Legislative Analyst's Office
Analysis of the 2002-03 Budget Bill
The Office of Criminal Justice Planning (OCJP) provides financial and technical assistance to state agencies, local governments, and the private sector for criminal justice programs such as crime prevention, victim and witness services, law enforcement, and juvenile justice. The OCJP has primary responsibility for the administration of federal criminal justice and victims' grant programs, and acts as the grant agency for providing state-administered local assistance.
The Governor's budget proposes total expenditures of $265 million for OCJP in 2002-03, including $72.4 million from the General Fund. The total budget reflects a net decrease of $52 million, or about 16 percent, below estimated current-year expenditures. Despite this overall decrease, the Governor's budget proposes to maintain significant local assistance programs such as the Gang Violence Suppression Program at previous levels of funding. We discuss this issue in more detail below.
We recommend that the Legislature adopt supplemental report language requiring the Office of Criminal Justice Planning to conduct an outcome evaluation of the Gang Violence Suppression Program and to report its findings as well as steps it is taking to ensure that grantees submit accurate data by January 10, 2003.
Background. Chapter 1030, Statutes of 1981 (AB 788, Martinez) established the Gang Violence Suppression Program. Under existing law, the OCJP administers the program by providing grants and technical assistance to local agencies to reduce gang violence. There are five components to the program; prosecution, law enforcement, probation, prevention, and education.
The prevention component trains school personnel in gang awareness, gang suppression, and gang prevention strategies. The law enforcement component enhances police and sheriff departments efforts to investigate and arrest identified gang members. The probation component establishes an intensive supervision unit for gang members on probation. District attorneys' offices provide "vertical prosecution" of gang members whereby one attorney follows the case throughout the court process.
Budget Request. The Governor's budget requests $5.6 million for the Gang Violence Suppression Program which includes $4.6 million from the General Fund and $1 million in federal funds. Since 1991, OCJP has provided more than $57 million for this program including $48.6 million from the General Fund and $9.1 million in federal funds.
Overall Reductions in Gang Violence Not Demonstrated. The OCJP has administered the Gang Violence Suppression Program since 1984, but cannot provide information on the program's effectiveness. For example, OCJP could not provide information on conviction rates in the counties that received funds for prosecutions nor could it provide information on the change in gang related crimes in schools that receive these funds. Finally, we would note that OCJP was unable to show that funds were awarded to the communities that could benefit the most from this program. For example, OCJP could not demonstrate that its grantees have higher rates of gang violence than other communities in the state. Without this information, the Legislature can have no assurance that the funds are being used in the most effective manner.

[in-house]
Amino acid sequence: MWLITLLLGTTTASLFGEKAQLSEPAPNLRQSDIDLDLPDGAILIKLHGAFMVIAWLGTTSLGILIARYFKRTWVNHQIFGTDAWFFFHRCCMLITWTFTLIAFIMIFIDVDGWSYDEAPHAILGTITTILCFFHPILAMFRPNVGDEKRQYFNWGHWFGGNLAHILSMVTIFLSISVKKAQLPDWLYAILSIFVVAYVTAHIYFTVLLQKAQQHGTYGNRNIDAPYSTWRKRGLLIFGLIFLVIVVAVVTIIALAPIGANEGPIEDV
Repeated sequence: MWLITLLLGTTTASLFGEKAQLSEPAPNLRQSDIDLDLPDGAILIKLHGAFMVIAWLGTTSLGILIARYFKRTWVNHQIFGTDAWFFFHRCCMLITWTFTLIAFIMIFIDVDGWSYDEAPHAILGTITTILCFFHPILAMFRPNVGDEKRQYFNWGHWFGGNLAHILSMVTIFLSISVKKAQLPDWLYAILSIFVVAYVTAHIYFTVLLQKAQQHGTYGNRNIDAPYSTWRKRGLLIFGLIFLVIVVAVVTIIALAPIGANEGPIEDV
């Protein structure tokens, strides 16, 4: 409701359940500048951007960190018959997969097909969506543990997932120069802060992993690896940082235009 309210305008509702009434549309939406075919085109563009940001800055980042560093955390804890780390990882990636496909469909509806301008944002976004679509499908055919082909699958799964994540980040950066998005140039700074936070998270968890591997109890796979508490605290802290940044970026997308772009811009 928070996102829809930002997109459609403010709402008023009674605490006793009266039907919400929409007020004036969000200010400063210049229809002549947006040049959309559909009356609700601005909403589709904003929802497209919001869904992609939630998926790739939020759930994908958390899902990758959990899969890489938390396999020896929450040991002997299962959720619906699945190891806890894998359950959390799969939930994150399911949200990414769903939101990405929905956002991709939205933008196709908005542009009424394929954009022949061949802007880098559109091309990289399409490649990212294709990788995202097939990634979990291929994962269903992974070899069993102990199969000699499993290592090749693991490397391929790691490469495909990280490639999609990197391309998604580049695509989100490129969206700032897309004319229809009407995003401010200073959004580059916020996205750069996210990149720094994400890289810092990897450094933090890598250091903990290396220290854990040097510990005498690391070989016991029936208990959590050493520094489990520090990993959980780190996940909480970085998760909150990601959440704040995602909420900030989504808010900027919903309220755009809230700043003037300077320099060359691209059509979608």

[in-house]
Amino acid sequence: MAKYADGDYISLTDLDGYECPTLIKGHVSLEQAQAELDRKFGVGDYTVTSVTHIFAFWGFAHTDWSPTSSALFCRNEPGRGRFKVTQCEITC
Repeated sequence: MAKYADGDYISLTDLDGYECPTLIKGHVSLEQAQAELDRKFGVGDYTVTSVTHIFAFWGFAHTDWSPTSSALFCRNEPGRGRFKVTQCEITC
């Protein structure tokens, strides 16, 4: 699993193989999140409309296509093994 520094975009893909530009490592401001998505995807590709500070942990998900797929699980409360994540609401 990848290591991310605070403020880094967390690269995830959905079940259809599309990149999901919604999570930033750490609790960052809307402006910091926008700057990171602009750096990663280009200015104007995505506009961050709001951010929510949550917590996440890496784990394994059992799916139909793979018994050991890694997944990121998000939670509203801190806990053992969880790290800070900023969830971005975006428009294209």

Information from Grantees Inadequate. Under the program, grantees are required to submit information to justify continued funding. According to OCJP, this information is inaccurate. Based upon our review of information provided by OCJP, we estimate that out of 54 Gang Violence Suppression grantees reviewed, 67 percent were reporting inaccurate information. These grantees were either over-reporting, under-reporting, or unable to provide documentation to verify their numbers.
Analyst's Recommendation. For these reasons we recommend that the Legislature adopt supplemental report language requiring OCJP to conduct an outcome evaluation for the Gang Violence Suppression Program and report its findings to the Legislature by January 10, 2003. We further recommend that OCJP report on steps it is taking to ensure that data submitted by grantees is accurate and that source documentation is available. We believe that these activities can be absorbed by existing staff in OCJP's evaluation unit.
Recent Trends in Gang-Related Violence. A 1998 report released by the California Department of Justice indicates that gang related homicides have been declining. The reasons for this decrease are unknown. An outcome evaluation of the Gang Violence Suppression Program would help determine whether this program, or programs of similar design, have contributed to this decline.